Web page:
However, over the last few months, the Secretariat has been turned into a space for the arts, reemerging in the city’s consciousness as a place for both adventurous work and a reminder of the country’s not-to-distant violence.
For three weeks earlier this year, adjacent to those hand-carved dates lay a square marble slab, its shallow depression filled each morning with milk, which accumulated a film of dust as the day raged on. Perhaps anywhere else in the world—or, at least in international art hubs like New York and Paris—the milk stone and its ritual filling would be an immediate marker of renowned German conceptual artist, Wolfgang Laib.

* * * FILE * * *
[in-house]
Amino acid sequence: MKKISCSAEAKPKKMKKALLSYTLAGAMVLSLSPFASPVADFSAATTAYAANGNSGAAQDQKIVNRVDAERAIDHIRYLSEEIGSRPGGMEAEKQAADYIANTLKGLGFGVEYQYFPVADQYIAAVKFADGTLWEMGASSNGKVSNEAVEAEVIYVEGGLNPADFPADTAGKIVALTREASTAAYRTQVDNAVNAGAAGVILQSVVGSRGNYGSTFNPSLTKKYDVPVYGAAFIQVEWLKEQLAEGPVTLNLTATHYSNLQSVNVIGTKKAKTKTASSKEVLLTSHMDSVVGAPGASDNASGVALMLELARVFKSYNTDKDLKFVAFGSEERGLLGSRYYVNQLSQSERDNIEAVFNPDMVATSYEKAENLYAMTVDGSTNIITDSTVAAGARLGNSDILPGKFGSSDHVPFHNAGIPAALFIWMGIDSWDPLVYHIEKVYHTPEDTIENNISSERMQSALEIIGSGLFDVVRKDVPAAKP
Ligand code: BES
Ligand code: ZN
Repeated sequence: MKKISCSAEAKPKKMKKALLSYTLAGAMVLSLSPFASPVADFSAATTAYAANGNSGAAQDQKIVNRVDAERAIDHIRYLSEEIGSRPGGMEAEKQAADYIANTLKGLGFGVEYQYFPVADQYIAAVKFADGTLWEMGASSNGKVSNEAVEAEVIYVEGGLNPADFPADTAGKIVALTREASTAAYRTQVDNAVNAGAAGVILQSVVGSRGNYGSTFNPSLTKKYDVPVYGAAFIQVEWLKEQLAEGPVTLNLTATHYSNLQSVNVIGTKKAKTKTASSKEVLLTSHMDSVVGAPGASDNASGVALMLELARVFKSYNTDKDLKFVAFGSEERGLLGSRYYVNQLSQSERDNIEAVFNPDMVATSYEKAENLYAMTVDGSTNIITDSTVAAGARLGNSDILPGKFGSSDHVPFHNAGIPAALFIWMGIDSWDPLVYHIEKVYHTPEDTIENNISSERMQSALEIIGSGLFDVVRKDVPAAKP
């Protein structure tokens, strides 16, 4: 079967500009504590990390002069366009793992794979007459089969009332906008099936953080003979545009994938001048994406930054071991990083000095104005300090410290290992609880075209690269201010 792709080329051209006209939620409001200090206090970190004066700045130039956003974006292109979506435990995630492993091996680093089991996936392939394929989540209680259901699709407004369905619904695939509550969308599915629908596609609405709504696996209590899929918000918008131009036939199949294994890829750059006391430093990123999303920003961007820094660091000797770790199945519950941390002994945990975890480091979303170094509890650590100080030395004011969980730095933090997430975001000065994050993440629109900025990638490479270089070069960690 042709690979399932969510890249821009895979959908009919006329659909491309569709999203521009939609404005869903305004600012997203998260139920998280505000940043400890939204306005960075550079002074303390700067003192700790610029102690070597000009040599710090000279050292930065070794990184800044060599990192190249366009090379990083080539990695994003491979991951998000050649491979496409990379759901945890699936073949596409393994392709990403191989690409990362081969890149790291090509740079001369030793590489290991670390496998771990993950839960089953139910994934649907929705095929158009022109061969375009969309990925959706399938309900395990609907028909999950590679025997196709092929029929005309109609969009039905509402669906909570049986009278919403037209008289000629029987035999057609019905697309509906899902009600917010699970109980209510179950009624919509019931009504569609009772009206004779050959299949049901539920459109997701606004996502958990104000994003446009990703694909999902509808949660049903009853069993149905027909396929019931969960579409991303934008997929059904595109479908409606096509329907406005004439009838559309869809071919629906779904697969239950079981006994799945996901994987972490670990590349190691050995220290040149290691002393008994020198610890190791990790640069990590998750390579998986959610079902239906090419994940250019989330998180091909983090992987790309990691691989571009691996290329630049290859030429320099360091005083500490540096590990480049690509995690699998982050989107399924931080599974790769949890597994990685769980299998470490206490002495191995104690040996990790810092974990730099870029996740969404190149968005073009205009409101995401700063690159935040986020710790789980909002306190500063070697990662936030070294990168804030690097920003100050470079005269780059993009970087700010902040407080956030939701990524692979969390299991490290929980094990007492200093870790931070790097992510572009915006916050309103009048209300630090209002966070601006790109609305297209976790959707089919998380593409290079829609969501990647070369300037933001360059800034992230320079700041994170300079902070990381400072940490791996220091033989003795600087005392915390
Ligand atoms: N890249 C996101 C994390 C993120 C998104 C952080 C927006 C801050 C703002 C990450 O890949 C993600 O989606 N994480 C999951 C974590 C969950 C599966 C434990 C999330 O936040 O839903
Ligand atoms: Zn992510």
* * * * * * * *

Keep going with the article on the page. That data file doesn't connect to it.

Laib’s milk stones, among other pieces, were the focus of his Myanmar debut, “Where the Land and Water End,” which ran through February 4 at the Secretariat.
Now 66, Laib has become known for using large quantities of pollen, milk, beeswax, and brass in his work to convey the stark wonder of nature’s remnants. Once a student of medicine, he abandoned biology, believing that both medicine and art have similar healing purposes.
Though Laib has a decorated CV—he received the 2015 Japanese Praemium Imperiale and had a solo show at the Museum of Modern Art in New York in 2013—he is virtually unknown in Myanmar, which is not surprising since the country was politically and economically isolated during 50 years of military dictatorship.